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Canada's Michelle Stilwell celebrates after winning the women's 200m T52 final race at the 2012 Paralympics in London, Saturday, Sept. 1, 2012 (AP)
Canada's Michelle Stilwell celebrates after winning the women's 200m T52 final race at the 2012 Paralympics in London, Saturday, Sept. 1, 2012 (AP)

Stilwell leads a run on silver for Canada at the Paralympic Games Add to ...

Michelle Stilwell was a slip of the hand away from repeating as a double gold medallist at the Paralympic Games.

The wheelchair sprinter from Nanoose Bay, B.C., took silver in the T52 100 metres Wednesday after winning the 200 metres earlier in the Games.

“Unfortunately I don’t get to hear O Canada and sing it as loud as I did the other day,” Stilwell said. “I gave it everything I have and silver is nothing to be disappointed about.”

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Hers was one of four silver, but no gold, by Canadian athletes on Wednesday.

Wheelchair racer Brent Lakatos of Dorval, Que., was second in the T53 800 metres for his second silver at the track.

Benoit Huot of Montreal claimed silver in the S10 400-metre freestyle to complete his set of gold, silver and bronze so far at the pool. Montreal’s Aurelie Rivard also won silver in the women’s 400 freestyle.

Canada’s cycling team also won its first medal of the Games with Marie-Claude Molnar of Lemoyne, Que., taking bronze in the women’s C4 road race.

Canada improved to 21 medals in total with four gold, 11 silver and six bronze. The team’s objective in London is a top-eight finish in gold medals. With four gold, Canada was tied for 20th and well off the pace of 19 won at the 2008 Paralympics in Beijing.

Stilwell was the gold medallist in both the 100 and 200 metres in Beijing. She aimed for repeat performances in London. Her T52 classification is for quadriplegic racers.

Her left hand slipped on her opening stroke of the 100. Belgium’s Marieke Vervoort took advantage of the mistake and held the charging Canadian off for gold in a time of 19.69 seconds.

Stilwell followed in 19.80, which was well off the world record of 18.67 she’d set in Windsor, Ont., in July.

“That wasn’t my best race,” she said. “‘’Unfortunately just not a great start. I wish we could have a re-do, but we can’t.“

The 38-year-old had beaten the Belgian to win the 200 metres Saturday. Stilwell dominated her competition after Beijing, but Vervoort was an unknown quantity to her.

Stilwell says Vervoort was re-classified from a T54 - which has more arm movement - to a T52 in May.

“These are the first races I’ve ever had against Marieke ever,” the Canadian said, who refused to argue with the decision to re-classify Vervoort.

“I’ve been asking for a long time for people to step up their game and give me some competition, so there it is. Kudos to her for coming out today and having the race of her life. Really, that’s what it takes to beat me.”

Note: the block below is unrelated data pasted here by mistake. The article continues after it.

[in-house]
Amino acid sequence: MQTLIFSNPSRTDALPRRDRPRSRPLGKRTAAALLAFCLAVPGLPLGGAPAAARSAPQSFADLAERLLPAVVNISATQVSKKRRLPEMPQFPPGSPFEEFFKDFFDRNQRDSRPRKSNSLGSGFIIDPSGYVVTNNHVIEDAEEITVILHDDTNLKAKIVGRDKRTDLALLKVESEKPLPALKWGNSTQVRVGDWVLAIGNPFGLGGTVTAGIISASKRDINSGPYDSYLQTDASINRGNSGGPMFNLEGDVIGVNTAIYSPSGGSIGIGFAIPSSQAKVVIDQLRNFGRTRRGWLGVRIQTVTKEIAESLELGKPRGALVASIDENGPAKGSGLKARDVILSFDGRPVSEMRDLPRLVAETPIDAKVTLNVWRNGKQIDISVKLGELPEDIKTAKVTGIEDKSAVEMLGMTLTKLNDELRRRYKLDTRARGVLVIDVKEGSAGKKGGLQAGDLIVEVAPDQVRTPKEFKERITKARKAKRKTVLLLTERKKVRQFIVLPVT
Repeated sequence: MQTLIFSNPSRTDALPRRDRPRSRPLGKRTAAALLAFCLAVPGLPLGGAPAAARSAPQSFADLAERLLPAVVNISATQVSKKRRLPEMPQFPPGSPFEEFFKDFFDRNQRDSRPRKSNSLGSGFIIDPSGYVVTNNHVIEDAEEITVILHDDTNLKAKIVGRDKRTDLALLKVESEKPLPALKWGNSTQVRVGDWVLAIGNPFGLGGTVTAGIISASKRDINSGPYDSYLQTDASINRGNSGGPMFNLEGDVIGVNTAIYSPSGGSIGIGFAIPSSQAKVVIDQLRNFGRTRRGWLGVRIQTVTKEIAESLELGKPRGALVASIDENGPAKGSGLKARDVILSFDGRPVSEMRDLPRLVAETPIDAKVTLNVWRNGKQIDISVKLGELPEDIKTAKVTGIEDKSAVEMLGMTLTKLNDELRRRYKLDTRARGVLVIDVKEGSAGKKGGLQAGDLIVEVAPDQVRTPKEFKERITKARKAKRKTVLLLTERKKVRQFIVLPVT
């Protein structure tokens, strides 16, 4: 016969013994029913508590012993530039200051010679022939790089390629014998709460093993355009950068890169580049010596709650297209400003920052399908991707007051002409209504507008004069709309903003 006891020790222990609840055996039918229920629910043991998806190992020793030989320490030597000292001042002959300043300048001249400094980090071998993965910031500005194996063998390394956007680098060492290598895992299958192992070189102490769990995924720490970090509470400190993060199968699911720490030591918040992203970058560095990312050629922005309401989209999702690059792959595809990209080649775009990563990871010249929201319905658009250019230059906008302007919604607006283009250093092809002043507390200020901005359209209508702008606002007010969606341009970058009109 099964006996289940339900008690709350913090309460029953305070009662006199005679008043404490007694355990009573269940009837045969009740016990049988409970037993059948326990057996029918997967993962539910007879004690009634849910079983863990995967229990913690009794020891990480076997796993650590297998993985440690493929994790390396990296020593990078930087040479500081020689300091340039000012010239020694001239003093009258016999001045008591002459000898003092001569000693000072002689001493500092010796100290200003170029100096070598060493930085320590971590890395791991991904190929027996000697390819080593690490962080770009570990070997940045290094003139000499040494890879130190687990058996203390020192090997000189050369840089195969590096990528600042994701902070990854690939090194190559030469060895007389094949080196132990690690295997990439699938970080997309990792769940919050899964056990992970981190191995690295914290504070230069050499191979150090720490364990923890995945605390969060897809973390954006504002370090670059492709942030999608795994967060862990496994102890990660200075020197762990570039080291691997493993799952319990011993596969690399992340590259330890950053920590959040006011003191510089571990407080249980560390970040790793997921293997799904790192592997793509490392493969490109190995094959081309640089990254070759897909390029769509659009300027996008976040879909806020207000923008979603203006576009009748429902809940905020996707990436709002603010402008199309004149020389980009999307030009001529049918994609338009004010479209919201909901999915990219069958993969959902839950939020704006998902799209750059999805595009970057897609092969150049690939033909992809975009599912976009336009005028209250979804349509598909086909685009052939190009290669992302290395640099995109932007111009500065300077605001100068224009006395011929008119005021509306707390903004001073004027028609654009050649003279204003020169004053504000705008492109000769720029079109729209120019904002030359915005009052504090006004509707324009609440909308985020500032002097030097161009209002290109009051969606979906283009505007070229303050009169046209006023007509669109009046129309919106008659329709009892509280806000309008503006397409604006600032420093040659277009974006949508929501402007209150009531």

Lakatos closed hard, but couldn’t catch Richard Colman of Australia for gold in the men’s T53 800 metres. Colman finished in 1:41.13 ahead of the Canadian in 1:41.24.

“This was a little bit of a tactical race, but it was still fairly quick,” said Lakatos. “The 800 isn’t my strength. I’ll take a silver any day of the week.”

He also won silver in the 400 metres with the 200 still to go Friday.

Huot now has a swimming medal of each metal in London. Born with club feet, he races in a classification of minimal physical impairment.

The four-time Paralympian won gold in the 200 individual medley in world-record time on the first day of swimming. He also took bronze in the 100-metre backstroke. Huot races the 100 freestyle Thursday.

He was second to 16-year-old American sensation Ian Silverman in the 400 freestyle.

“I came here to do best times and I’m three out of three,” Huot said. “I made good decisions coming here deciding not to swim the 50 free and the 100 butterfly because they would have been hard for me to finish in the top-five. So far it’s worked. The events I’ve entered I’ve been on the podium.“’

Rivard, 16, lowered her Canadian record in the 400 to four minutes 36.46 seconds. Elodie Lorandie of France won gold in 4:34.55.

“Elodie is always about 10 seconds ahead of me so to cut into her lead and win the silver gives me great pride,” Rivard said. “My strategy was to save my energy for the end.”

Molnar ensured the Canadian cycling team didn’t finish the opening day of road races at Brands Hatch without a medal by finishing third in her 16-kilometre event.

“This is a tough course, so it hurts as it is supposed to,” Molnar said. “This medal takes the pressure off the team.”

Elsewhere Wednesday, Patrick Anderson of Fergus, Ont., led the men’s basketball team with 16 points and 14 rebounds in a 77-51 quarter-final win over Spain. The Canadians face host Britain in Thursday’s semifinal.

The men’s rugby team didn’t fare as well in their opening game of the tournament and fell 64-52 to Australia. The women’s goalball team lost 2-1 in a quarter-final to Finland.

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